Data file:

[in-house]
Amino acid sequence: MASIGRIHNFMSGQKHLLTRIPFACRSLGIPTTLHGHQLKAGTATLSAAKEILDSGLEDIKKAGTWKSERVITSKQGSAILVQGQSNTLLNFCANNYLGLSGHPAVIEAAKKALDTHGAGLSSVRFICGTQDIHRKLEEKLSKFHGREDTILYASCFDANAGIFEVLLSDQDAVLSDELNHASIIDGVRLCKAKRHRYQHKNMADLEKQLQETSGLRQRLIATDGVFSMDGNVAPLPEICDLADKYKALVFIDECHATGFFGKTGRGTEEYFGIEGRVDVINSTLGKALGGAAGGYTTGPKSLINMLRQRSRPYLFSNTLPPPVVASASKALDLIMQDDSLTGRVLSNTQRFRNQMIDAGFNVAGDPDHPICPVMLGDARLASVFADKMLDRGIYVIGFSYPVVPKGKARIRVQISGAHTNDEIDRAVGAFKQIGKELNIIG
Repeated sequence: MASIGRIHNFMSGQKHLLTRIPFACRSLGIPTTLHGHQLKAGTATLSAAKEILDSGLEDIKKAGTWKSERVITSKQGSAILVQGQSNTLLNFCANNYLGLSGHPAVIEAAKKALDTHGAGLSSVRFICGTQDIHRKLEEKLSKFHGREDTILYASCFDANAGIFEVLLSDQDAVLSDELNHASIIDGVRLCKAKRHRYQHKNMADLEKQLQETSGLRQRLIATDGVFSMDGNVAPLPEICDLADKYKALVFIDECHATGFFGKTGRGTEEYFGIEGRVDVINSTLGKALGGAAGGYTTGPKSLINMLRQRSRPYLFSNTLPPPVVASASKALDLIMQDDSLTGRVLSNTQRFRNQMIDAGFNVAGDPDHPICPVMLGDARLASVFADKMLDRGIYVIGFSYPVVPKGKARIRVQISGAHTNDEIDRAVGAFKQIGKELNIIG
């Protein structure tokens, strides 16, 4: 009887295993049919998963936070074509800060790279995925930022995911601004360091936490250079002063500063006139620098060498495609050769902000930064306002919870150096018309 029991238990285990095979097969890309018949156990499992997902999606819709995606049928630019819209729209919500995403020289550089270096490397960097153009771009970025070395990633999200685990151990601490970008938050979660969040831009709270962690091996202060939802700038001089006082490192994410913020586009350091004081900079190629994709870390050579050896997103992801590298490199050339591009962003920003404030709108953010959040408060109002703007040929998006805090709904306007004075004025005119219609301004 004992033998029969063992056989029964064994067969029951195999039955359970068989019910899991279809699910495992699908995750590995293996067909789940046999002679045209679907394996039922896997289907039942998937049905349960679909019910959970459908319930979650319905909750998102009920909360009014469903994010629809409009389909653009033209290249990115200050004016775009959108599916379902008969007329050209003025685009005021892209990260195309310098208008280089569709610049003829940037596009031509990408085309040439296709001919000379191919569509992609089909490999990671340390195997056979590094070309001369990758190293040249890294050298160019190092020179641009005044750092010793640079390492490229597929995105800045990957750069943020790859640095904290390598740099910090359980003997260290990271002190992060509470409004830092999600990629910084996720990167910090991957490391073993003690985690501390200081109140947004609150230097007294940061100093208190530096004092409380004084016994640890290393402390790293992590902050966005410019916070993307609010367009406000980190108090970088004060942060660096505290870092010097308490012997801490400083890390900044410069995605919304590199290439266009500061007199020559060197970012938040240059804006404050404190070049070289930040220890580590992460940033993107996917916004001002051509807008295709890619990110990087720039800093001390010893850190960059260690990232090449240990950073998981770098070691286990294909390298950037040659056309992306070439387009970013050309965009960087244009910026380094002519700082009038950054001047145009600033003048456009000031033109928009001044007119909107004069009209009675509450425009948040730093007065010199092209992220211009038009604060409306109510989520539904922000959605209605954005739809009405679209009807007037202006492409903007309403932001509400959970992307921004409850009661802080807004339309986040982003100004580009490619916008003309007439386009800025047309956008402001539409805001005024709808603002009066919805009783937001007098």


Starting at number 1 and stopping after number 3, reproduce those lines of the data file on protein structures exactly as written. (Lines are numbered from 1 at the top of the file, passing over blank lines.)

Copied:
[in-house]
Amino acid sequence: MASIGRIHNFMSGQKHLLTRIPFACRSLGIPTTLHGHQLKAGTATLSAAKEILDSGLEDIKKAGTWKSERVITSKQGSAILVQGQSNTLLNFCANNYLGLSGHPAVIEAAKKALDTHGAGLSSVRFICGTQDIHRKLEEKLSKFHGREDTILYASCFDANAGIFEVLLSDQDAVLSDELNHASIIDGVRLCKAKRHRYQHKNMADLEKQLQETSGLRQRLIATDGVFSMDGNVAPLPEICDLADKYKALVFIDECHATGFFGKTGRGTEEYFGIEGRVDVINSTLGKALGGAAGGYTTGPKSLINMLRQRSRPYLFSNTLPPPVVASASKALDLIMQDDSLTGRVLSNTQRFRNQMIDAGFNVAGDPDHPICPVMLGDARLASVFADKMLDRGIYVIGFSYPVVPKGKARIRVQISGAHTNDEIDRAVGAFKQIGKELNIIG
Repeated sequence: MASIGRIHNFMSGQKHLLTRIPFACRSLGIPTTLHGHQLKAGTATLSAAKEILDSGLEDIKKAGTWKSERVITSKQGSAILVQGQSNTLLNFCANNYLGLSGHPAVIEAAKKALDTHGAGLSSVRFICGTQDIHRKLEEKLSKFHGREDTILYASCFDANAGIFEVLLSDQDAVLSDELNHASIIDGVRLCKAKRHRYQHKNMADLEKQLQETSGLRQRLIATDGVFSMDGNVAPLPEICDLADKYKALVFIDECHATGFFGKTGRGTEEYFGIEGRVDVINSTLGKALGGAAGGYTTGPKSLINMLRQRSRPYLFSNTLPPPVVASASKALDLIMQDDSLTGRVLSNTQRFRNQMIDAGFNVAGDPDHPICPVMLGDARLASVFADKMLDRGIYVIGFSYPVVPKGKARIRVQISGAHTNDEIDRAVGAFKQIGKELNIIG